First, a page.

August 21, 2020
Her Honor Jamesetta Howard Wolokollie
Supreme Court of Liberia
Temple of Justice
Capitol Hill, Monrovia
The leadership of the Press Union of Liberia (PUL), the representative body of journalists and media institutions in Liberia extends heartfelt greetings to you and the Full Bench of the Supreme Court of Liberia and the Judiciary Branch of the Government of Liberia.
Since 1964, when the PUL was founded, it remains the corner stone and fulcrum for the protection of journalists, free speech and freedom of expression generally. On the basis of our founding mandate, we are well placed and under instruction from our membership to address any potential or actual threats, be it physical force or comments that have impact on the work of journalists and media workers in and out of Liberia.
Your Honor, your comments of Monday, August 10, 2020 during the opening of the August Term of Court in which you were categorical that journalists were defaming the Judiciary is of concern and has cast aspersion on the work of our members assigned or not assigned at the Judiciary. This is what you said, “This goes to the media people who, for some reason, are going out there defaming the judiciary without any evidence”.
Your Honor, we submit that the allegation and perception of corruption in the judiciary are rampant in the reports of local and international corruption watchdog groups. Before addressing the disturbing implications of your comments, we have had time to gather some of the reports for your information.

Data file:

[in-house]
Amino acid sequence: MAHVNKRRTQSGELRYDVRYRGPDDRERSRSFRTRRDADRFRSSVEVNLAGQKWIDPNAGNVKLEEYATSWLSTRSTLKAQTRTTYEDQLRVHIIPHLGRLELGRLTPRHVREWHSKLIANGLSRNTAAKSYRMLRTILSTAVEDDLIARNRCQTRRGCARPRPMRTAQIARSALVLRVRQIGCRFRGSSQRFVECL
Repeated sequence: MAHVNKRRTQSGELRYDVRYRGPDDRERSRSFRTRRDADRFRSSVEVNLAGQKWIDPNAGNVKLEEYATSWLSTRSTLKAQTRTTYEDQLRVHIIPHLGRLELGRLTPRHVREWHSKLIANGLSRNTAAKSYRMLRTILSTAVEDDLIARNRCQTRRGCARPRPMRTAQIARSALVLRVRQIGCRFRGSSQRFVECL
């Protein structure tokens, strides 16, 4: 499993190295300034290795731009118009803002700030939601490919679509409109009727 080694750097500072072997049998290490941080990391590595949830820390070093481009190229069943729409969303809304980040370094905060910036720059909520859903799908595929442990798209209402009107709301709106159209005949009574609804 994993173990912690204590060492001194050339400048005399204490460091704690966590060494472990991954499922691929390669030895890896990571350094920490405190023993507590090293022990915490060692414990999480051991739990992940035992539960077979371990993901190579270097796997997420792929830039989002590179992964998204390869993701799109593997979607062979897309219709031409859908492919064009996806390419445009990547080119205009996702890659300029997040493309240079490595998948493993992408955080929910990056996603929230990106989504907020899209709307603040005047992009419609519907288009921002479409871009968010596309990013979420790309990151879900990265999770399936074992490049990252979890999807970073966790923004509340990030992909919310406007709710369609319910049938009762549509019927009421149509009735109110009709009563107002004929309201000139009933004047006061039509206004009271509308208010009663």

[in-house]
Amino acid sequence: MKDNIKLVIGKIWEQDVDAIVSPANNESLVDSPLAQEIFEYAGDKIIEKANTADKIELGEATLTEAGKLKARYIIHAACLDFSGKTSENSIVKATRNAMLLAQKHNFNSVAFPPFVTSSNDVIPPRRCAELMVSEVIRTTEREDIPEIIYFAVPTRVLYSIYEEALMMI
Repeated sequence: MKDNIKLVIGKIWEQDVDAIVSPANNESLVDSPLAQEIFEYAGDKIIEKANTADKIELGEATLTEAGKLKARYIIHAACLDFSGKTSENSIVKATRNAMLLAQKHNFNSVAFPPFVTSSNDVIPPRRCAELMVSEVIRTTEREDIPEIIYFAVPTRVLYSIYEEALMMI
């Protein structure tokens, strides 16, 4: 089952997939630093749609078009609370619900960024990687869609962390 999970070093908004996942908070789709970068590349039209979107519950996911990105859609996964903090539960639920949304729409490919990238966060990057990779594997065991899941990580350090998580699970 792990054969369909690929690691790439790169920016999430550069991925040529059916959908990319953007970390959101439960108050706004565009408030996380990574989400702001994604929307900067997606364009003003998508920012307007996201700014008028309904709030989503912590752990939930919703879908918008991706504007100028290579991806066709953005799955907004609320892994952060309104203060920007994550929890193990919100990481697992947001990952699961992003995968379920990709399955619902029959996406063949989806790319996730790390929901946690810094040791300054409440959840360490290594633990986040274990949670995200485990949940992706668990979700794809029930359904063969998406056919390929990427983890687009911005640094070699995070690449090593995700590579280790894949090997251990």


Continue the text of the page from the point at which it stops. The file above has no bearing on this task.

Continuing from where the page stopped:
In 2018, the US State Department reported that, ‘corruption persisted in the legal system. Some judges, the report indicated ‘accepted bribes to award damages in civil cases’. The graphic details presented the story of how jurists ‘sometimes solicited bribes to try cases, grant bail to detainees, or acquit defendants in criminal cases’. To put all in a nutshell, the United States Government claimed ‘defense attorneys and prosecutors sometimes suggested defendants pay bribes to secure favorable decisions from judges, prosecutors, and jurors, or to have court staff place cases on the docket for trial’. This is the link to the report for your information. https://www.state.gov/reports/2018-country-reports-on-human-rights-practices/liberia/
In August 2019, the State Department reported on the suspension of one of the Commercial Court’s Judges, Richard Klah for one year by the Supreme Court. Mr. Klah was found guilty for “gross impropriety and irregularity” for what the Honorable Supreme Court of Liberia adjudged as solicitation of a bribe from a complainant. This case was forwarded to the legislature for impeachment proceeding, but Klah resigned in September 2019 and did not face additional charges.
The report also claimed, “Some judicial officials and prosecutors appeared subject to pressure, and the outcomes of some trials appeared to be predetermined. On July 5, in the midst of a widely publicized corruption and bribery trial, Supreme Court justice Joseph Nagbe visited Criminal Court C during the testimony of the defendant, Senator Varney Sherman, causing Judge Peter Gbeneweleh to pause proceedings while Nagbe and Gbeneweleh held a private meeting in chambers. Justice Nagbe, a former senator, had previously co-chaired the Senate Judiciary Committee with defendant Sherman before being confirmed as a Supreme Court justice by the same committee. Many observers saw Nagbe’s visit as an attempt to influence the decision”, the State Department held .This is the link to the report for your information.https://www.state.gov/reports/2019-country-reports-on-human-rights-practices/liberia/